If Clark only ever taught English inside the Islamic State, it’s doubtful that the U.S. government could lawfully detain him as an enemy combatant or a prisoner of war. Under the laws of war, a combatant must be a member of an armed group. Teaching English doesn’t make you a combatant, unless you are doing it as part of an army.
It would in theory be possible to argue that Islamic State should be conceived only as a military entity, so that anyone doing anything at all with the state would become a combatant. But that seems to overstate the case, considering that the group held and administered territory. A garbage collector who worked for the Syrian government and then continued to pick up the trash under Islamic State control was not a combatant.
Of course, if Clark joined in order to teach English to military trainees, and did so, that would probably qualify him as a combatant who could be detained. But he would still be entitled to a hearing before a combat status review tribunal, where he could contest any assertion that he was a combatant.
Americans have never been put in the military prison at Guantánamo Bay, Cuba — and, in any case, by law no one may be transferred from Guantánamo to the U.S. So Clark’s not going there.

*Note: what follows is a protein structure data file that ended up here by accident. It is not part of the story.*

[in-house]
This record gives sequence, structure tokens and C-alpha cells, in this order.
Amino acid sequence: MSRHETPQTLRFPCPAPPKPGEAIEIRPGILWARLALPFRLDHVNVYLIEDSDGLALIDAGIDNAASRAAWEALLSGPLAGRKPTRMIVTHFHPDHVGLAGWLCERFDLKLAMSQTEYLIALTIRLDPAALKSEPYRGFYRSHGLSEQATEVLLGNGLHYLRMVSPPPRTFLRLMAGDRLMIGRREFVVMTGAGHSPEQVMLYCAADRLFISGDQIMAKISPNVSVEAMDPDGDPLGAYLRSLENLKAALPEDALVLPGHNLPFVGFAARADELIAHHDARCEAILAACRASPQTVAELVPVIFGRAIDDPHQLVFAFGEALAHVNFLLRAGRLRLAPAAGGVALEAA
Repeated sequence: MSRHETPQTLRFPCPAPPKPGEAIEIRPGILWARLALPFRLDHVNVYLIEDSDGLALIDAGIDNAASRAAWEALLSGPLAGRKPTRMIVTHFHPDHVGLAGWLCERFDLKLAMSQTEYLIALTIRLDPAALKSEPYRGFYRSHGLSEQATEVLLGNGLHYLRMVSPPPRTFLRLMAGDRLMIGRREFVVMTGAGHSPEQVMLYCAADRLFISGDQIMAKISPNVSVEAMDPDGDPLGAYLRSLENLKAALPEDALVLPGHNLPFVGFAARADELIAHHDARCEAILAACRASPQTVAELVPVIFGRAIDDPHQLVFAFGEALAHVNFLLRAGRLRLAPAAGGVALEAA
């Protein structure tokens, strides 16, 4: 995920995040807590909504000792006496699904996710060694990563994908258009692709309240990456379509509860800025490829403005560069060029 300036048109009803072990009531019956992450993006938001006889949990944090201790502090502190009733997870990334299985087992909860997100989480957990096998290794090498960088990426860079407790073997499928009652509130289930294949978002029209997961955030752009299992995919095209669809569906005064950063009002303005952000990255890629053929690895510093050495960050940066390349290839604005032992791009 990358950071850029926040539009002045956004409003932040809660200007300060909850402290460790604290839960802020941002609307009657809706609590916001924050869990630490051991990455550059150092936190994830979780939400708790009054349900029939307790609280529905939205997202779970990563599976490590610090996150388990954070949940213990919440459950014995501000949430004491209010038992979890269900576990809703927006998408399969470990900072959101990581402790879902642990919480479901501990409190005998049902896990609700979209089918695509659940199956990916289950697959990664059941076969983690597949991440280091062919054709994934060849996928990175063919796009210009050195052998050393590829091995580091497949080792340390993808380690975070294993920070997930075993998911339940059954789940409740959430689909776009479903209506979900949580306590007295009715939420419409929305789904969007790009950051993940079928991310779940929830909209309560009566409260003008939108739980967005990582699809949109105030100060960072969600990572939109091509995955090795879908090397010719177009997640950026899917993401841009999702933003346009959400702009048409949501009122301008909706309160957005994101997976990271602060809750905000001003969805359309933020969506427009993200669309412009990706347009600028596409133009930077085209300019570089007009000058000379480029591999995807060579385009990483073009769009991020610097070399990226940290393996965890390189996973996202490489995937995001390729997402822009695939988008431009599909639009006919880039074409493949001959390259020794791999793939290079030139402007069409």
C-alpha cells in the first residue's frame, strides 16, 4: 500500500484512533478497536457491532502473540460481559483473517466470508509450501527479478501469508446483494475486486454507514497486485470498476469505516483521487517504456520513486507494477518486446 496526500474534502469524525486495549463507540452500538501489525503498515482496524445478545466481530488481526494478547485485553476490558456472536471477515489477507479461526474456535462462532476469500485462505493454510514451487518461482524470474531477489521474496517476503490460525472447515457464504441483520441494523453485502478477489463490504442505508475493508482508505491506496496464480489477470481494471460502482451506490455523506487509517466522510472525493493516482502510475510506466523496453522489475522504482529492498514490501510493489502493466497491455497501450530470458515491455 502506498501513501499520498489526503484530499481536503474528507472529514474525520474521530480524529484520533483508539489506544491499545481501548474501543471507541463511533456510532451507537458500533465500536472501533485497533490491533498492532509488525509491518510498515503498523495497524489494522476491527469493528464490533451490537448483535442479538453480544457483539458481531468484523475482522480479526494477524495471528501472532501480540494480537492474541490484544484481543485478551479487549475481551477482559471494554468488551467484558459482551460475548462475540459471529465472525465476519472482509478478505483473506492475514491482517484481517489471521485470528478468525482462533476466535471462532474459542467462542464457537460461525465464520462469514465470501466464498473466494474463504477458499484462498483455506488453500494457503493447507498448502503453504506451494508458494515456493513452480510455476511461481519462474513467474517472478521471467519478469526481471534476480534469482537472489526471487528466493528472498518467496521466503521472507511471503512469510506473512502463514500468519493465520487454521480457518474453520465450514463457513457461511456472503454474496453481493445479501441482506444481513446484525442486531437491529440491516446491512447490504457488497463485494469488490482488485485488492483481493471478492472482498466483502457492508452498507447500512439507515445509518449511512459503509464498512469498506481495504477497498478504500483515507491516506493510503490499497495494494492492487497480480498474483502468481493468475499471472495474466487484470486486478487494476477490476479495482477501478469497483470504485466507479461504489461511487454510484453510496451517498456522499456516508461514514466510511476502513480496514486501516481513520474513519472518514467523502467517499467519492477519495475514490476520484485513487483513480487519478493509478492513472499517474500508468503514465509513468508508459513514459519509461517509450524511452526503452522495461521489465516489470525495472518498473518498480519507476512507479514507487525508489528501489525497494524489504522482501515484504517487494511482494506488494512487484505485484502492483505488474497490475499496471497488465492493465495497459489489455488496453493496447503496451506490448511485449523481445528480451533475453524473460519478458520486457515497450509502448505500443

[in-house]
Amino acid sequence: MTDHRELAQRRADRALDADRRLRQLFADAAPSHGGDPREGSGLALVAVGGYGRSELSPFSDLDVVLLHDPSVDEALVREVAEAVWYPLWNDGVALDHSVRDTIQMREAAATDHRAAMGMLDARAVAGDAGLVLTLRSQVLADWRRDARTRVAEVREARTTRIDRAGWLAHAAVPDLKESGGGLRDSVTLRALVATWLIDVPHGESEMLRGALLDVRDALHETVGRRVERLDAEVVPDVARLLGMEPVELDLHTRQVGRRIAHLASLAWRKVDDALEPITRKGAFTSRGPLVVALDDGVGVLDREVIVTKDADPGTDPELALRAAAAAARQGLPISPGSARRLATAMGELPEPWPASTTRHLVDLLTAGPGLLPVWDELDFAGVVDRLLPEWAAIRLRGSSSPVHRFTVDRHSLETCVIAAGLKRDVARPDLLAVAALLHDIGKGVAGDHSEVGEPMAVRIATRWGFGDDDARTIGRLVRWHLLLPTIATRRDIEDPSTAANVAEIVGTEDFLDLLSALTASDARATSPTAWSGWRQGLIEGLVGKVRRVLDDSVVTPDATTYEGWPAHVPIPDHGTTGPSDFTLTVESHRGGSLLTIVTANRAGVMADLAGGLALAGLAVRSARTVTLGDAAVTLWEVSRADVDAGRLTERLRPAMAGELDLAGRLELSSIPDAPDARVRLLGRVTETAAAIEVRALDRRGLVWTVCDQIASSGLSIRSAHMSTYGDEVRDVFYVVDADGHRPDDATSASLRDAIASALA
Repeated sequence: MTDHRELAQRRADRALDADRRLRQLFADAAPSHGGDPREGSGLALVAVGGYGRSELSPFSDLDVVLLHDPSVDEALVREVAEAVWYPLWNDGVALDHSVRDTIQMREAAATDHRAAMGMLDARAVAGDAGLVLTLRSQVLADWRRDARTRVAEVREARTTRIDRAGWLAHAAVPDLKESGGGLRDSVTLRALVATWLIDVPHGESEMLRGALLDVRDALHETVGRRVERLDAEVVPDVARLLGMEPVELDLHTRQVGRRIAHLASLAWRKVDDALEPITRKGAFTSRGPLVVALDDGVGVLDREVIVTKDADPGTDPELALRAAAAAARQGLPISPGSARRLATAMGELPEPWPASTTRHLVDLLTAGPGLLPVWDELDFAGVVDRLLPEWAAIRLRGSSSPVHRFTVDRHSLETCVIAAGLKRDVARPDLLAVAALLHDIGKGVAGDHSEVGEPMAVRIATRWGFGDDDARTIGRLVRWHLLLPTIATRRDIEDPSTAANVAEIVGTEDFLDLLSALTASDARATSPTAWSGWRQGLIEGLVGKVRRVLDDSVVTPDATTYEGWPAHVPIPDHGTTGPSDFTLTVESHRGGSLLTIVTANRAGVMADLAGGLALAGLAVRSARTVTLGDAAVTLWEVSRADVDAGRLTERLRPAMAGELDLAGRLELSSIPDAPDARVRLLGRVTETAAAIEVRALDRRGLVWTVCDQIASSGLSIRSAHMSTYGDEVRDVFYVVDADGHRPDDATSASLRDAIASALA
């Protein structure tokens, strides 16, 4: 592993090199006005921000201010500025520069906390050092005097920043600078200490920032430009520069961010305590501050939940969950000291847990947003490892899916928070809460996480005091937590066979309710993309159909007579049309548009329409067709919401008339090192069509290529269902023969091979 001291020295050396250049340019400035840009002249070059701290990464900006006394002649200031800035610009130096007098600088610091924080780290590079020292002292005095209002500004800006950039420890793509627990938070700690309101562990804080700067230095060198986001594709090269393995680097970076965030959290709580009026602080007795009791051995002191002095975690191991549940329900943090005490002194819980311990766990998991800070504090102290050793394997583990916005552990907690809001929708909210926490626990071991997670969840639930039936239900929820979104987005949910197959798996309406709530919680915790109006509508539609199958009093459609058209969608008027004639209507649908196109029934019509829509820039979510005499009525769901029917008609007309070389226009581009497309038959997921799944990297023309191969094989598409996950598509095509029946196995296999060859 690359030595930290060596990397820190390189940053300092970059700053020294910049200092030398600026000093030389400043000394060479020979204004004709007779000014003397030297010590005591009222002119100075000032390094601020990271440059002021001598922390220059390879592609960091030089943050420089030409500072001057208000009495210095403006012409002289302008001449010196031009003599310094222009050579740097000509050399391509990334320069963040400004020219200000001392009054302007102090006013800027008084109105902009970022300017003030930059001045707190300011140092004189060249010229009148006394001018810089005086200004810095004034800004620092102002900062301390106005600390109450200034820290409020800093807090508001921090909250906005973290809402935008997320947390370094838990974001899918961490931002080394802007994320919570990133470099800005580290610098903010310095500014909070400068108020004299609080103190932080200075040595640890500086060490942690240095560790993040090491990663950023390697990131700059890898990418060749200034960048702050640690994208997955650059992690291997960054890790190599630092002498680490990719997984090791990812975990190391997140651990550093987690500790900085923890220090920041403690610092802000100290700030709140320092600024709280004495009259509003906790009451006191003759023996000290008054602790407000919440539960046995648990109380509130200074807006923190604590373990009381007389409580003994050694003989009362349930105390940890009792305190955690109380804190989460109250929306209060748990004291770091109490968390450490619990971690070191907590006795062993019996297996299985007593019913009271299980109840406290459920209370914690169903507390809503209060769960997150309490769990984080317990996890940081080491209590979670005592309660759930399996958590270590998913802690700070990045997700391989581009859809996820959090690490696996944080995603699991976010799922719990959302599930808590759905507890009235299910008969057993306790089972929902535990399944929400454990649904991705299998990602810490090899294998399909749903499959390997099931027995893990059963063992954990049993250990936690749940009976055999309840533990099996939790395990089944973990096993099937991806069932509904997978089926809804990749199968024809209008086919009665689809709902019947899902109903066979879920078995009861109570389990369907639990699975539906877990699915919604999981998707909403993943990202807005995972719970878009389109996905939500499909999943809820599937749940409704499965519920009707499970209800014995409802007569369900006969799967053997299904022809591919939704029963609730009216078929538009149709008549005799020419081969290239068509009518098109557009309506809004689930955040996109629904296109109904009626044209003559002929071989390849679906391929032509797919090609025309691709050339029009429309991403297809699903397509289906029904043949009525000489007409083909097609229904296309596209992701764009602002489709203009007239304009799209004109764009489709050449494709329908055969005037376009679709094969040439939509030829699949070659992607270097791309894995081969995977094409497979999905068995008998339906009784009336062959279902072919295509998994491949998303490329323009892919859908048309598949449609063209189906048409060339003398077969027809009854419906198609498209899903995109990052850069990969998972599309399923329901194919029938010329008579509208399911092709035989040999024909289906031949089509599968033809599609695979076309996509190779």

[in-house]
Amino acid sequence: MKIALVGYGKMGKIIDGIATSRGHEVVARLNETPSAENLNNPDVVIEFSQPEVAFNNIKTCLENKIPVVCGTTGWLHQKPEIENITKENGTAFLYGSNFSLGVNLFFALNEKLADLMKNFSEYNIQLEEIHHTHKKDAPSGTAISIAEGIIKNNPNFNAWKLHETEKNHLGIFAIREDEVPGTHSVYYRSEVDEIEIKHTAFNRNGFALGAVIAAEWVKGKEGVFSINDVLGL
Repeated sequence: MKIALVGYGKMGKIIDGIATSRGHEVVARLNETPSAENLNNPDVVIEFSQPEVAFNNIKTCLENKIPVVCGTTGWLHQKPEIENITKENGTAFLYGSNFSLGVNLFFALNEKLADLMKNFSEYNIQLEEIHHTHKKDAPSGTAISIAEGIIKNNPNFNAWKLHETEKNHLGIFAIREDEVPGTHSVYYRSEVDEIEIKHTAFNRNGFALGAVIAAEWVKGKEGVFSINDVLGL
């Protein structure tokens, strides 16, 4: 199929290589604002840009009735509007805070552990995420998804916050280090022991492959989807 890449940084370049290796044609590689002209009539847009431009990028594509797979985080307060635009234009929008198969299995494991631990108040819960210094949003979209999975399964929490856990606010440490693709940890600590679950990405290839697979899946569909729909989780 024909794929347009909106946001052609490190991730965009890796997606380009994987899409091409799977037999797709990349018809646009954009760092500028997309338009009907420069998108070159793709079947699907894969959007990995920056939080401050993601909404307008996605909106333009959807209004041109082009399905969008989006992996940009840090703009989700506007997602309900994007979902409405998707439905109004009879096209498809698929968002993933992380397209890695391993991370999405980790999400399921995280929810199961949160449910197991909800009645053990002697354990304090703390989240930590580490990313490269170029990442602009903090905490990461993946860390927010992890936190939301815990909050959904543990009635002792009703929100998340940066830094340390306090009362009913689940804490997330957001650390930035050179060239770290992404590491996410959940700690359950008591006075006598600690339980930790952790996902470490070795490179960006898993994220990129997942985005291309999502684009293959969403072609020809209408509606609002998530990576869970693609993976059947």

What that leaves for the U.S. is either to let Clark go or to bring him home for trial. Unlike Alsheikh, Clark seems to have no other citizenship; the U.S. can’t just take away his passport and drop him in a third country.
Politically, it seems unlikely that the Trump administration would bring Clark back to the U.S. and set him free. That means a criminal charge of material support for Islamic State.
Under the Supreme Court’s decision in the landmark 2010 case of Holder v. Humanitarian Law Project, an act that would be First Amendment protected — like teaching English — can be made illegal if it is done in coordination with a designated terrorist group like Islamic State. Clark can be convicted on the basis of his application letter, assuming it’s admissible as evidence, plus any further evidence of what he did for the militant group when he actually joined.
Does Clark deserve the long prison sentence that he will probably get? Without knowing more about the circumstances of his teaching, it’s hard to say. But it seems at least possible that there is a mismatch between what the law essentially requires to happen to Clark and the morally appropriate response to someone who volunteered to do peaceful work for an evil regime.
In a perfect world, it would be possible to calibrate Clark’s punishment to his actual conduct. That seems unlikely in the world where we actually live.
To contact the author of this story: Noah Feldman at firstname.lastname@example.org
To contact the editor responsible for this story: Stacey Shick at email@example.com
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Noah Feldman is a Bloomberg Opinion columnist. He is a professor of law at Harvard University and was a clerk to U.S. Supreme Court Justice David Souter. His books include “The Three Lives of James Madison: Genius, Partisan, President.”